Tour de France: Ineos in damage limitation mode as Pogačar and Vingegaard turn Mende into their playground

'I think that we expected that sort of gap on that sort of climb,' Ellingworth tells VeloNews.

Photo: Marco Bertorello/AFP via Getty Images

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MENDE, France (VN) — The Coté de la Croix Neuve proved the perfect launchpad for Tadej Pogačar and Jonas Vingegaard to stretch their legs at the Tour de France and distance the rest of the GC group.

The short but brutal climb, with consistent pitches in double figures saw Pogacar try and expose any weakness he could in the yellow jersey, and while that failed to materialize the damage done to the rest of the race was plain for all to see.

Ineos Grenadiers quickly lost Tom Pidcock on the climb but Adam Yates and Geraint Thomas were quick to respond when Rafal Majka looked to set up his UAE team leader.

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Thomas and Yates would eventually concede ground, and by the time Thomas had reached the line he had shipped 17 seconds to the flyaway pair of Pogacar and Vingegaard. Yates would lose a further five seconds but gain nine on Romain Bardet.

Thomas remains in third overall, now at 2:43, while Yates sits in fifth at 4:06.

“I think that we expected that sort of gap on that sort of climb. They are just so suited to that sort of ascent. I think the time gap was about 17 and it is what it is,” Rod Ellingworth told VeloNews at the summit of the climb as Thomas and Yates warmed down.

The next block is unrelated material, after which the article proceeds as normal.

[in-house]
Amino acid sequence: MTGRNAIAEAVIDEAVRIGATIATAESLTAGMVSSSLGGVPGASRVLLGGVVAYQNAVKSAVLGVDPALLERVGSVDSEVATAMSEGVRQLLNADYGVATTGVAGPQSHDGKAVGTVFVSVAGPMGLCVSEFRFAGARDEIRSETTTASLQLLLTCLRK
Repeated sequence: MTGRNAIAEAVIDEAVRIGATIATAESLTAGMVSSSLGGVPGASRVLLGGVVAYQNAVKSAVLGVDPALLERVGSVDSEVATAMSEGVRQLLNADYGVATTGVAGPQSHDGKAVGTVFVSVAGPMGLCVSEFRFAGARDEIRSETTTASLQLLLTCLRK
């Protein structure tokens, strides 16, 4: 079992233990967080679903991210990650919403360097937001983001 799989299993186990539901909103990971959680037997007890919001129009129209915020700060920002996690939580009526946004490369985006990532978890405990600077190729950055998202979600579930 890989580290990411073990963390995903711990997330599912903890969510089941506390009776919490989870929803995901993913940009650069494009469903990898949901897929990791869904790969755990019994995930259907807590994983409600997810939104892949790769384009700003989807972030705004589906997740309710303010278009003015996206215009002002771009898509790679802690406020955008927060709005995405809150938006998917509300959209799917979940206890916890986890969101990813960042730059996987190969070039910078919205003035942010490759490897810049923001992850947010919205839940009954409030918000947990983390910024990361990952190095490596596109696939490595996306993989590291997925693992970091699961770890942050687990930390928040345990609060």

The climb suits Pogacar and Vingegaard too. I think that Adam, without any issues and prior to this race, would have been able to stay with them on that climb. For Geraint, that was always going to be a bit of a challenge on that climb but I think that they coped with it pretty well.”

According to Ellingworth, there is still no hierarchy within the Ineos camp but it was clear that as soon as Thomas began to struggle Yates came to his aid and began to set the pace for his more experienced teammate. The Pyrenees are still to come but it’s also fair to say that Ineos’ leadership could yet be decided by one bad day.

“Adam did alright and he’s getting better with each day. They’re just racing, as we set out from the beginning and letting the road play out,” Ellingworth said when asked about the team’s leadership.

“The ambiance in the group is really good and they’re looking out for each other. I think that Adam was happy to take things up there for Geraint on that climb and then maybe another day it will be the other way around. They rode well together.”

As for Pidcock, the Alpe d’Huez winner lost a place on GC and dropped to ninth overall. This has still been a dream race for the young allrounder and as soon as he got off his bike he made straight for Thomas as the Welshman warmed down. The pair congratulated each other on their respective rides and then it was straight into race debrief mode as Ellingworth looked on from the sidelines alongside VeloNews.

“He lost a bit of time,” Ellingworth said without any concern or worry.

“He hardly slept the night he won that stage, maybe two or three hours. I think so. This is all part of it for Tom, having the experience and the ups and downs. He seems alright.”

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